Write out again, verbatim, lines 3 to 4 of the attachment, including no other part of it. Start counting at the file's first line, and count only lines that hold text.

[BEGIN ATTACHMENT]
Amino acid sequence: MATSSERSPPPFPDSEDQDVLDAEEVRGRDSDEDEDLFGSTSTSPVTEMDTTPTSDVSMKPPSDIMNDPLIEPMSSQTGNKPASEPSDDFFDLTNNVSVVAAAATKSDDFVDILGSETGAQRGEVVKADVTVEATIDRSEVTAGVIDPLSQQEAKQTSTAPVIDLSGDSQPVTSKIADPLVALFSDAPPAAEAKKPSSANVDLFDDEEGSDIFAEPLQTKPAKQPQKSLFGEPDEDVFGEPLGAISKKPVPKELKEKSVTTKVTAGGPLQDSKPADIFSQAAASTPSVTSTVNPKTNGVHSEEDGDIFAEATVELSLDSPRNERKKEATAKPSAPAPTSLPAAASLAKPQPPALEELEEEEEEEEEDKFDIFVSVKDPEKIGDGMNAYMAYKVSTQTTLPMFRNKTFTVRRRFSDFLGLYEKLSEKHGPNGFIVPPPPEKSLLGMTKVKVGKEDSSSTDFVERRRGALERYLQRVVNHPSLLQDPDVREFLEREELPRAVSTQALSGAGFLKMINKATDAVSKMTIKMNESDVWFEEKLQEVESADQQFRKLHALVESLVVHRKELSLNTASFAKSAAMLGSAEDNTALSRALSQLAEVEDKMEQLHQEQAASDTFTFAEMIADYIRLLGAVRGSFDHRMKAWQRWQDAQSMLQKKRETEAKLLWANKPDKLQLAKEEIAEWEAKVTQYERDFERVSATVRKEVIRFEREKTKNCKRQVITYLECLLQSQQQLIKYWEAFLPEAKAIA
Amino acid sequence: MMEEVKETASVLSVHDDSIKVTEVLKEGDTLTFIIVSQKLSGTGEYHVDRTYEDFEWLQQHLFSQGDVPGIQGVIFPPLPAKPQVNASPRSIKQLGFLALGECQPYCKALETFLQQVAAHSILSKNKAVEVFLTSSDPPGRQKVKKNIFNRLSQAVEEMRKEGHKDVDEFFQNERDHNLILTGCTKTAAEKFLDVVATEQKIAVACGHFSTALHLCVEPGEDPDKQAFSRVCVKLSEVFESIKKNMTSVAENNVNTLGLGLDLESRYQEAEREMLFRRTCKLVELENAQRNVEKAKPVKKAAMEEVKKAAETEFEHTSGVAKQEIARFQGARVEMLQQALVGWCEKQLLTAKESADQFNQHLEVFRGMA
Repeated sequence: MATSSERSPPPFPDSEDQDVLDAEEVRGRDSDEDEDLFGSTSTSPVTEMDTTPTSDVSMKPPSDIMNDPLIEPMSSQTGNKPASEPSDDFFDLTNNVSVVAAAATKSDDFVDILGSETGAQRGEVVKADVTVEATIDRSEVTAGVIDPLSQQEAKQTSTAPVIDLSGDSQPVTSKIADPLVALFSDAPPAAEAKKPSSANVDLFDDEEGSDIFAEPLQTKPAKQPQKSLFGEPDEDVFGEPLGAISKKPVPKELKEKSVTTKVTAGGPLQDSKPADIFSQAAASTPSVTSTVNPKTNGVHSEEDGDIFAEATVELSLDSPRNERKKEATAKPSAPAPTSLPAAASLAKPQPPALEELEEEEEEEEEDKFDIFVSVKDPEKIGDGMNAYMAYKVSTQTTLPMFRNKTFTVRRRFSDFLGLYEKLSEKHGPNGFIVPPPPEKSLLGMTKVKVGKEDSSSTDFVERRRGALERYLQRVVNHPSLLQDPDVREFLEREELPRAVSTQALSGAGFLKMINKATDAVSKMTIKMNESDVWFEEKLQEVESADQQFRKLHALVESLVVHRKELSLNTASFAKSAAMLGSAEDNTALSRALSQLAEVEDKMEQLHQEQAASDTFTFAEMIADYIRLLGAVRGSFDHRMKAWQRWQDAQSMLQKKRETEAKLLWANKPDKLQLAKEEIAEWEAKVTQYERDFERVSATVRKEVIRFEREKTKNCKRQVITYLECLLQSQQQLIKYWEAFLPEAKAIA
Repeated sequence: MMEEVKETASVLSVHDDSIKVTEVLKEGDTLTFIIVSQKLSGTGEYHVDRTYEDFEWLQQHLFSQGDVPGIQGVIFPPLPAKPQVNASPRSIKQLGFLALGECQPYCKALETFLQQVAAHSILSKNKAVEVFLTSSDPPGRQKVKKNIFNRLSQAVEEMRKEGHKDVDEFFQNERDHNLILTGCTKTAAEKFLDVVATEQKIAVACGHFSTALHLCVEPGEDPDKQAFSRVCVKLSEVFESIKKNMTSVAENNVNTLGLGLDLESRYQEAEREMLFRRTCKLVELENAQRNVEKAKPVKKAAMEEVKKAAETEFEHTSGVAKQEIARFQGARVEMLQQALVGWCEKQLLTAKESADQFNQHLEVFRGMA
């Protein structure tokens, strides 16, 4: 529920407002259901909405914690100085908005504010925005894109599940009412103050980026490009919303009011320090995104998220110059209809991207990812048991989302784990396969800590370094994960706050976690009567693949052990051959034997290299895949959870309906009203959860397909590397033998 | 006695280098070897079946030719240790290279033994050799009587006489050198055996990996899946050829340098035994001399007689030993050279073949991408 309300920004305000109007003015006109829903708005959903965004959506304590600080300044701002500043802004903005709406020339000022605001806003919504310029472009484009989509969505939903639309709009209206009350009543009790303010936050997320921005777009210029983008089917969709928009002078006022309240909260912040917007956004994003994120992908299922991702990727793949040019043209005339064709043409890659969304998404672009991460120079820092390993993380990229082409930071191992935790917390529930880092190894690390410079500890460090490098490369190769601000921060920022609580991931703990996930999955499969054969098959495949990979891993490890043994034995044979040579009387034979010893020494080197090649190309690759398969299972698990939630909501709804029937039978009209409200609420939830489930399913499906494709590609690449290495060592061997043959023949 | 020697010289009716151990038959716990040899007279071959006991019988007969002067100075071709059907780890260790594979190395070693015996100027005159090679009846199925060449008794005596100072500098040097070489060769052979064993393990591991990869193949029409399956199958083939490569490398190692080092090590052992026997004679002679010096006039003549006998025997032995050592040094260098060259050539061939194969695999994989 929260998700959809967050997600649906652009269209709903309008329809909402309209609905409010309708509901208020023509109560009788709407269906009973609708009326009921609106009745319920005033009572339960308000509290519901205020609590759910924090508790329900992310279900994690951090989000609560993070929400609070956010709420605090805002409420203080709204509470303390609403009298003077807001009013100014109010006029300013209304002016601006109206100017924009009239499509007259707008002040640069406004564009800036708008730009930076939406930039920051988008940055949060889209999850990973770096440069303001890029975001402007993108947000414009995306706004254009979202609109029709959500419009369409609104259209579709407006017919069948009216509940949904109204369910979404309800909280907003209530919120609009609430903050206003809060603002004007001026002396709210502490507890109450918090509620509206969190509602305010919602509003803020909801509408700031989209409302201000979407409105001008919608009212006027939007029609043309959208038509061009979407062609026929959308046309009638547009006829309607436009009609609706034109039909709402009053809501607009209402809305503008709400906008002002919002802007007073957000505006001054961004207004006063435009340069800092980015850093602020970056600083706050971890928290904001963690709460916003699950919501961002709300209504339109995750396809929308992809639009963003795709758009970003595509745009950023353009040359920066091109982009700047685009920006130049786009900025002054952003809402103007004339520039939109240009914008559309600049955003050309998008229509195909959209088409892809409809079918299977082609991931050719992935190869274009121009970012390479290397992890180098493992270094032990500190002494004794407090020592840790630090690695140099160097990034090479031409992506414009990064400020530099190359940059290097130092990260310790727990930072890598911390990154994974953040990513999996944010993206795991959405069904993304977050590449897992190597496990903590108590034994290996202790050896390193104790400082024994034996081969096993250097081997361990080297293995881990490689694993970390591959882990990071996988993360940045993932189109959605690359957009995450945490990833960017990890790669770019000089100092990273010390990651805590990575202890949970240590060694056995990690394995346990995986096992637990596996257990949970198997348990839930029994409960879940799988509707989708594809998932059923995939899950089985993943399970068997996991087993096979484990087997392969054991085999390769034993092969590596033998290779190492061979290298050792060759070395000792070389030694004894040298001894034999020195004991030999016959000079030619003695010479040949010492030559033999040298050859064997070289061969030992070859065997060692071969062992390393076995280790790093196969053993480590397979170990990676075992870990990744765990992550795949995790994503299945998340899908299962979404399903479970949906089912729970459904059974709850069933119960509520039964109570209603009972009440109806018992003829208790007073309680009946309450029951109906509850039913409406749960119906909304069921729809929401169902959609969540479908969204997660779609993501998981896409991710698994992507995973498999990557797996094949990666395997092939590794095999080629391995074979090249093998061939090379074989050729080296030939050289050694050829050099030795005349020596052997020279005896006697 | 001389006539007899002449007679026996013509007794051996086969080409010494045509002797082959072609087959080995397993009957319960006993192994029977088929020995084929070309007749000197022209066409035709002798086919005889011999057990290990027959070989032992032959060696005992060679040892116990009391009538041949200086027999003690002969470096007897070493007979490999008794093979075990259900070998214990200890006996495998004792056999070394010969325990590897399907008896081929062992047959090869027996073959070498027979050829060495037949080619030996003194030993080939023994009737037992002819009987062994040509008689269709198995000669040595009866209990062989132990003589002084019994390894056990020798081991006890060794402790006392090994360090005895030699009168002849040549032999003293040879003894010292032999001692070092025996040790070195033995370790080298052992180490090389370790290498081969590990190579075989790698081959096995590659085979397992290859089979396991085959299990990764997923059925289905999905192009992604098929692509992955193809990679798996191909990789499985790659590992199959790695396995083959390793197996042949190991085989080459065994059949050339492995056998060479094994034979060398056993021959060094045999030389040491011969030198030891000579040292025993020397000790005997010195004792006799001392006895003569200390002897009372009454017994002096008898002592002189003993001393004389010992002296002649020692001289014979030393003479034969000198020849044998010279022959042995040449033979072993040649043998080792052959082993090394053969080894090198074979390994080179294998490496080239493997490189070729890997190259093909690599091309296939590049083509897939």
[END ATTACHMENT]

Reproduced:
Repeated sequence: MATSSERSPPPFPDSEDQDVLDAEEVRGRDSDEDEDLFGSTSTSPVTEMDTTPTSDVSMKPPSDIMNDPLIEPMSSQTGNKPASEPSDDFFDLTNNVSVVAAAATKSDDFVDILGSETGAQRGEVVKADVTVEATIDRSEVTAGVIDPLSQQEAKQTSTAPVIDLSGDSQPVTSKIADPLVALFSDAPPAAEAKKPSSANVDLFDDEEGSDIFAEPLQTKPAKQPQKSLFGEPDEDVFGEPLGAISKKPVPKELKEKSVTTKVTAGGPLQDSKPADIFSQAAASTPSVTSTVNPKTNGVHSEEDGDIFAEATVELSLDSPRNERKKEATAKPSAPAPTSLPAAASLAKPQPPALEELEEEEEEEEEDKFDIFVSVKDPEKIGDGMNAYMAYKVSTQTTLPMFRNKTFTVRRRFSDFLGLYEKLSEKHGPNGFIVPPPPEKSLLGMTKVKVGKEDSSSTDFVERRRGALERYLQRVVNHPSLLQDPDVREFLEREELPRAVSTQALSGAGFLKMINKATDAVSKMTIKMNESDVWFEEKLQEVESADQQFRKLHALVESLVVHRKELSLNTASFAKSAAMLGSAEDNTALSRALSQLAEVEDKMEQLHQEQAASDTFTFAEMIADYIRLLGAVRGSFDHRMKAWQRWQDAQSMLQKKRETEAKLLWANKPDKLQLAKEEIAEWEAKVTQYERDFERVSATVRKEVIRFEREKTKNCKRQVITYLECLLQSQQQLIKYWEAFLPEAKAIA
Repeated sequence: MMEEVKETASVLSVHDDSIKVTEVLKEGDTLTFIIVSQKLSGTGEYHVDRTYEDFEWLQQHLFSQGDVPGIQGVIFPPLPAKPQVNASPRSIKQLGFLALGECQPYCKALETFLQQVAAHSILSKNKAVEVFLTSSDPPGRQKVKKNIFNRLSQAVEEMRKEGHKDVDEFFQNERDHNLILTGCTKTAAEKFLDVVATEQKIAVACGHFSTALHLCVEPGEDPDKQAFSRVCVKLSEVFESIKKNMTSVAENNVNTLGLGLDLESRYQEAEREMLFRRTCKLVELENAQRNVEKAKPVKKAAMEEVKKAAETEFEHTSGVAKQEIARFQGARVEMLQQALVGWCEKQLLTAKESADQFNQHLEVFRGMA